Update: We’ve run this by a few developers who’ve seen this before. Their take is that it is code copied from desktop OS X and may not be indicative of new features. Basically, Apple has a general messaging framework. This framework covers text chat and video conferencing. FaceTime, iChat, and iMessage apps are all based on this framework, furthermore some code references will spill over between apps. The image above is simply a list of the Apple software built on top of this chat framework.
We already know of code strings suggesting that the iMessage messaging service between iOS devices could be supported in iChat on Mac OS X, allowing people who own an iPhone, iPad or iPod touch to exchange instant messages with Mac owners.
Now another developer named John Heaton found some hooks in the iOS code, pictured above, indicating an iChat-like service in iOS or at least suggesting additional instant messaging services. As you can see from the above screenshot, code strings mention a variety of instant messaging services such as iMessage, FaceTime, Jabber and AIM. Even though iChat is not directly referenced, the discovery is intriguing nonetheless.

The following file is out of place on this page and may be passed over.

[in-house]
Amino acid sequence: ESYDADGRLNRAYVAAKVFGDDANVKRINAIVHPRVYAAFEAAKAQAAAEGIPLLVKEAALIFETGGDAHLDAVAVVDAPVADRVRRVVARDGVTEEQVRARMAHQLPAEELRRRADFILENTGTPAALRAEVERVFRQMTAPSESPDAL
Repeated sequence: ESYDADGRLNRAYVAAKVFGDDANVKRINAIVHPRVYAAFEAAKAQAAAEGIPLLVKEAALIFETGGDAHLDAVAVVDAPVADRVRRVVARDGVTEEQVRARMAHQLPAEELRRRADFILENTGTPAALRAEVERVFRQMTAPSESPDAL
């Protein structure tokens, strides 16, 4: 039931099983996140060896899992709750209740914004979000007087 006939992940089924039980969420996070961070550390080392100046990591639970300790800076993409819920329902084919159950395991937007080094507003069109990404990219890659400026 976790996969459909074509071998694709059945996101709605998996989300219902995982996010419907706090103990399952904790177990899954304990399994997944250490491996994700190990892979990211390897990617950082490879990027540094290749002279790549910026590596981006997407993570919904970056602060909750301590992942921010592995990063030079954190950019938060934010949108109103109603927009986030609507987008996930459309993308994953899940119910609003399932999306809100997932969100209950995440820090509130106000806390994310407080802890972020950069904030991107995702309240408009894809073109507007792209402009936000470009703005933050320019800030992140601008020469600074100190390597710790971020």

iOS currently supports iMessage via the iMessage app and FaceTime video calling through the phone app. Even though dozens of third-party IM apps exist on the App Store for AIM and Jabber connectivity, Apple is yet to formally support those in iOS software. In addition Apple’s recent trademark filings indicate the company could be working to eventually integrate FaceTime, iMessage and iChat into a unified messaging solution on both the Mac and iOS devices.
Note that support for additional IM services could simply be added to the built-in Messages app in iOS 5 rather than add a new iOS program called iChat. If this is the case, Apple might want to re-brand iChat on Mac OS X as Messages and even release iChat and FaceTime on Windows to produce true cross-platform unified messaging solution.